Born in Josefow, Poland, Eve Finkelsztajn Silver grew up in Hrubieszow, near Lublin. She was admitted into a Polish gymnasium, or high school, at the young age of ten, which was an extraordinary accomplishment and an unusual choice for a girl from a Hasidic family. In October, 1942, Eve's family went into hiding the day before the Jews of her town were to be rounded up by the notorious Battalion 101. They presumed that she would find safety with her boyfriend; however, he had mistakenly assumed that she would hide with her family, so he was not able to help her.
Not knowing what else to do and alone after curfew, Eve ran to the railroad station, throwing her armband and identity papers into the river on her way. She miraculously avoided arrest and arrived in Lublin, where she was picked up by a cell of the Polish Underground, which provided her with false identity papers.
Eve spent the rest of the war associated with the Underground. As she has written about those desperate times, "If I were caught and shot on the spot it would certainly be a lot better than to be transported for no understandable reason to a concentration camp. Undertaking occasionally small, dangerous errands for some of the underground groups was a spiritual uplift."
After the war, Eve was chosen to receive a scholarship offered by B'nai B'rith to attend Agnes Scott College in Atlanta, where she arrived in 1947. After her children were grown, Eve earned a journalism degree from Georgia State University and has written guest columns, book reviews and poetry published in the local press.
Eve and her husband, Max Silver, now both deceased, had three children.
Pretty soon I went up to the American government occupation office and the U.N.R.R.A. You know what the U.N.R.R.A. is? The U.N.R.R.A. officers came and we drove out to Mauthausen and we drove out to other camps, and I was supposed to interpret as best as I could. My English wasn't really that good but, I don't know how I did it. And that was my work for the American government. I mean that - and about, I don't know when that happened, about three to four months later, somebody passed through this office that I was working for at, for the American government, the U.N.R.R.A., whichever it was - I have a lot of letters from that - and said, "Your mother and your sister are in Salzheim," which was a D.P. camp.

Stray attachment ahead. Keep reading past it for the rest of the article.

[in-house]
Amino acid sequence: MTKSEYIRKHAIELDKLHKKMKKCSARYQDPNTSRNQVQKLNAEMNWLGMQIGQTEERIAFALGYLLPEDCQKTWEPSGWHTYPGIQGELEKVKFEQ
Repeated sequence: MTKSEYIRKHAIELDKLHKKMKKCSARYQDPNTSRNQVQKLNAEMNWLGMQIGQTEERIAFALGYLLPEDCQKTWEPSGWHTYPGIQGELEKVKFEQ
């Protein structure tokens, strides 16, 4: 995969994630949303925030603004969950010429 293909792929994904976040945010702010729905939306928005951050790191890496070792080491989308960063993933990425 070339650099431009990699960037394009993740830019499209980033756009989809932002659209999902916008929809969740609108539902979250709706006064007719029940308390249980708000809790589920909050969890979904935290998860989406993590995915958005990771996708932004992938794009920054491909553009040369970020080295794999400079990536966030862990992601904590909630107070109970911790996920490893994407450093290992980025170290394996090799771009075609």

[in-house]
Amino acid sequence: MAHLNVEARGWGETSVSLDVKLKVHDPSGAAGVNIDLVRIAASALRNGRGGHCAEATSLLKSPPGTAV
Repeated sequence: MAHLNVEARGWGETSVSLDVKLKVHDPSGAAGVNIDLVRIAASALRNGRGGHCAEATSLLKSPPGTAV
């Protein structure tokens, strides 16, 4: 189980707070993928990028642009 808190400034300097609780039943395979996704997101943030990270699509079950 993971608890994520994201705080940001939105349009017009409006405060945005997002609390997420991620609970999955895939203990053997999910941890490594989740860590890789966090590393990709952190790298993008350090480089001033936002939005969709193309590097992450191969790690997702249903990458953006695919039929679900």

But I was a given sort of this gift and the gift was to escape from these surroundings. But it wasn't to escape from Judaism, I mean - it was neither here nor there... Judaism is really something that I now respect more than ever and, but, it wasn't, I'm not the kind of person that someone can, I'm not - you can't beat me down. You can't do that to me. I mean, that was it. I wasn't, I wasn't getting out in the morning - when I was getting out, you know, I was fully aware that that might be my last day. I wasn't counting on being a hero or anything. I wasn't counting, but also I wasn't shaking in my boots. I mean, I was, I was doing my thing. That's what I was doing, was surviving, trying to survive.
Betrayed, forsaken, I ran after curfew along the river. The marking of my unacceptable identity drowned. I started a journey, cold and numb; my heart pounded, fear and defiance propelled me. I lived on an ice flow. (An ice flow. I just jumped from one place to another.) Beyond my horizon a world existed but not for me to live in. I was oblivious, without feelings. I knew only danger; death hovered over me. Then spring came. I landed on heavenly shores. I lived, loved, bore children, they multiplied, we are eternal. Now to Timbuktu to Katmandu to Nome and Kotzebu. To Singapore and Tahore. I saw the world and stood on the shores of icy lakes Titicaca, Lake Balkai and wondered why did the innocent die while the world stood silently by.Remembering and Legacy
I lived by having children and having to cook and having to shop and having to adjust to life in here and I did it the best I could and I did well. And the Holocaust, as you know, I have never forgotten it. Maybe less than, more than other people because I understand it. I understand what, what a horrendous part of history that was for the world, and I'm very pleased that we persevered.